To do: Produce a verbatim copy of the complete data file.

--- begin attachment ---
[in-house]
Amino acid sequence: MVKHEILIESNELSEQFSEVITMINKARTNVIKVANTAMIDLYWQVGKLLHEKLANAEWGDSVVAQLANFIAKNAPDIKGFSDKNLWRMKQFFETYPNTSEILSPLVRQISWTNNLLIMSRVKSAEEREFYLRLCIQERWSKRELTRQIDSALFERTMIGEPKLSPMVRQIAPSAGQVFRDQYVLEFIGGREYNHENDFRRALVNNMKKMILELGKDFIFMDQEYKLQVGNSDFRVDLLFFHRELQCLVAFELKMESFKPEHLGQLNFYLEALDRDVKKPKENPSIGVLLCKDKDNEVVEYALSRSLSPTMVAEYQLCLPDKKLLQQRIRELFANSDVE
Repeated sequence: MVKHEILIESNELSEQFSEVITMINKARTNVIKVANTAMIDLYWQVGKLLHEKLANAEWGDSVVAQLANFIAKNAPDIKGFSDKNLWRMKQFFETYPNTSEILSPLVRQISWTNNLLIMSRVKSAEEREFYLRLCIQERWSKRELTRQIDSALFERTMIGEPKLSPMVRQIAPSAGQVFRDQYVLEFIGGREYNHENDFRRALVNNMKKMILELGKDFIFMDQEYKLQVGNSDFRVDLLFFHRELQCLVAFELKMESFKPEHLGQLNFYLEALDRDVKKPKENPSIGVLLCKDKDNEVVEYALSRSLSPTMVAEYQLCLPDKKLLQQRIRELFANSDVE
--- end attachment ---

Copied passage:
[in-house]
Amino acid sequence: MVKHEILIESNELSEQFSEVITMINKARTNVIKVANTAMIDLYWQVGKLLHEKLANAEWGDSVVAQLANFIAKNAPDIKGFSDKNLWRMKQFFETYPNTSEILSPLVRQISWTNNLLIMSRVKSAEEREFYLRLCIQERWSKRELTRQIDSALFERTMIGEPKLSPMVRQIAPSAGQVFRDQYVLEFIGGREYNHENDFRRALVNNMKKMILELGKDFIFMDQEYKLQVGNSDFRVDLLFFHRELQCLVAFELKMESFKPEHLGQLNFYLEALDRDVKKPKENPSIGVLLCKDKDNEVVEYALSRSLSPTMVAEYQLCLPDKKLLQQRIRELFANSDVE
Repeated sequence: MVKHEILIESNELSEQFSEVITMINKARTNVIKVANTAMIDLYWQVGKLLHEKLANAEWGDSVVAQLANFIAKNAPDIKGFSDKNLWRMKQFFETYPNTSEILSPLVRQISWTNNLLIMSRVKSAEEREFYLRLCIQERWSKRELTRQIDSALFERTMIGEPKLSPMVRQIAPSAGQVFRDQYVLEFIGGREYNHENDFRRALVNNMKKMILELGKDFIFMDQEYKLQVGNSDFRVDLLFFHRELQCLVAFELKMESFKPEHLGQLNFYLEALDRDVKKPKENPSIGVLLCKDKDNEVVEYALSRSLSPTMVAEYQLCLPDKKLLQQRIRELFANSDVE